In the midst of a cholera epidemic that has killed a reported 1,300 Haitians, the U.S., Canada and the United Nations insisted that Haiti’s elections go ahead yesterday, as scheduled.
However elections might not be the most accurate term for the process by which a new Haitian president and lawmakers will be selected at the polls.
The ruling party’s hand-picked electoral council has banned the most popular Haitian political party, Fanmi Lavalas (FL), from the presidential election. FL leader Jean Bertrand Aristide, who was elected as Haiti’s president in 2000, has been exiled in Africa since a coup d’etat in 2004, when he was removed by the U.S., and warned, in the words of Donald Rumsfeld, not to “come back into the hemisphere.”
Meanwhile, the Institute for Justice & Democracy in Haiti is warning that the presence of troops from the UN “stabilization” mission in Haiti (also known as MINUSTAH) at polling stations “is more likely to trigger violence than prevent it.”
UN troops and Haitian National Police killed two demonstrators at anti-MINUSTAH protests in the city of Cap Haitien on November 15 and 16. And over the following two days, they tear-gassed Haitians participating in a march in Port-au-Prince, which as journalist Kim Ives reported for Haiti Liberte, “seriously sickened many women and children in the tent camps on the Champ de Mars in front of the collapsed National Palace.”
Calls for the withdrawal of the UN troops have been escalating amidst accusations that UN soldiers’ fecal matter, dumped into a waterway that feeds into Haiti’s Artibonite river, was the likely source of the cholera.
Prior to last month, there had never been a documented case of cholera in Haiti, and as late as March the U.S. Centers for Disease Control and Prevention (CDC) was saying that the illness was “extremely unlikely” to occur in Haiti. Today, the Pan-American Health Organization is projecting that 200,000 people may be infected within a year, and that “we may have 10,000 dead.”
On October 27, Associated Press reporter Jonathan Katz broke the story of the suspected source of the cholera–an overflowing septic tank behind a UN base housing the Nepalese peacekeeping troops, who had arrived in Haiti just after a summer of cholera outbreaks in Nepal.
After visiting the site of the UN base, Katz reported that
a tank was clearly overflowing. The back of the base smelled like a toilet had exploded. Reeking, dark liquid flowed out of a broken pipe, toward the river, from next to what the soldiers said were latrines. U.N. military police were taking samples in clear jars with sky-blue U.N. lids, clearly horrified.
At the shovel-dug waste pits across the street sat yellow-brown pools of feces where ducks and pigs swam in the overflow. The path to the river ran straight downhill.
According to Harvard University microbiology chair John Mekalanos, the cholera “very much likely did come either with peacekeepers or other relief personnel.” “I don’t see there is any way to avoid the conclusion that an unfortunate and presumably accidental introduction of the organism occurred,” he recently told AP.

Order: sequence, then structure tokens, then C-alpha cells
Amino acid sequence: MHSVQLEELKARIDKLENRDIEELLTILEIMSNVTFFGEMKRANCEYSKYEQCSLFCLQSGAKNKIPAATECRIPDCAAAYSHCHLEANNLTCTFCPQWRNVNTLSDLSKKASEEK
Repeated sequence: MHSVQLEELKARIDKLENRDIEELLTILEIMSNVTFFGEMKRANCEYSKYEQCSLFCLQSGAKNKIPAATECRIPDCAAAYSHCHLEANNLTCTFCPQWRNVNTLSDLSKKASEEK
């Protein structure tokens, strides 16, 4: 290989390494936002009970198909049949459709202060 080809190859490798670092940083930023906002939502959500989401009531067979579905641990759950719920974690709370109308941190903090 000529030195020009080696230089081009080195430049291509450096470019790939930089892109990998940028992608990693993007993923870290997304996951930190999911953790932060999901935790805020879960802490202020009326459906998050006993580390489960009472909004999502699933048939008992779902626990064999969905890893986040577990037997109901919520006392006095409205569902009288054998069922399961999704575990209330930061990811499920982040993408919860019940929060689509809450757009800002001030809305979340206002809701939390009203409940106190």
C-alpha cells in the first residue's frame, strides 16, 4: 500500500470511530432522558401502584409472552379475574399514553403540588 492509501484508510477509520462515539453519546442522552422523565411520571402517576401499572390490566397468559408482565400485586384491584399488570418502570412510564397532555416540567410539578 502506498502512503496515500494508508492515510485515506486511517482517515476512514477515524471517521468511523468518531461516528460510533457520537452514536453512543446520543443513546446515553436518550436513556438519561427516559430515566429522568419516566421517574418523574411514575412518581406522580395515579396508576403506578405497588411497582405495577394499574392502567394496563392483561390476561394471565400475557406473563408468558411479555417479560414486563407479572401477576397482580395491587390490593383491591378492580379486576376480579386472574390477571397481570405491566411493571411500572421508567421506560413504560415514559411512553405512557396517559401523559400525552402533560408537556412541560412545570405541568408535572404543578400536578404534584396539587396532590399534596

However the cholera epidemic sweeping the country raises a bigger question about the role of countries such as the U.S., Canada and France, that have boasted for years about all the “aid” they’ve provided to Haiti.
I mean, with all this international “help,” why on earth doesn’t Haiti have the basic infrastructure that could have prevented the cholera outbreak?
Independent journalist Isabeau Doucet recently offered some very relevant context in a commentary for the Guardian, pointing out that
A decade ago, money was in place to address the country’s failing water system. In 2000, a $54m (£34m) loan from the Inter-American Development Bank (IDB) should have given the Haitian government means to rehabilitate its urban and rural water systems.”
However, “US foreign policy objectives of destabilising the democratically elected Aristide government got in the way,” Doucet stated.
In a 2004 article for the London Review of Books, Harvard medical professor Paul Farmer, who is now the UN’s Deputy Special Envoy for Haiti, specified that “Haitian and American sources have confirmed to me that the US asked the bank to block the loans.”
At a UN donors’ conference in March 2010, the international community promised $5.3 billion to rebuild Haiti after the January 12 earthquake. (A sum that is considerably less than the tens of billions of dollars Haiti is owed for the illegitimate debts that have been extorted from Haitians by Western governments and financial institutions since 1825.)
Nearly eight months after these pledges, an estimated 1.7 million people are still living under tarps in unsafe makeshift camps.
MINUSTAH recently issued a statement calling the organizers of recent protests in Haiti “the enemies of stability and democracy.”
But protest seems the most reasonable response to the present situation.
Not least for those of us whose governments promised a bright future for a “New Haiti” just nine months ago.
This article was originally published on CommonDreams.org.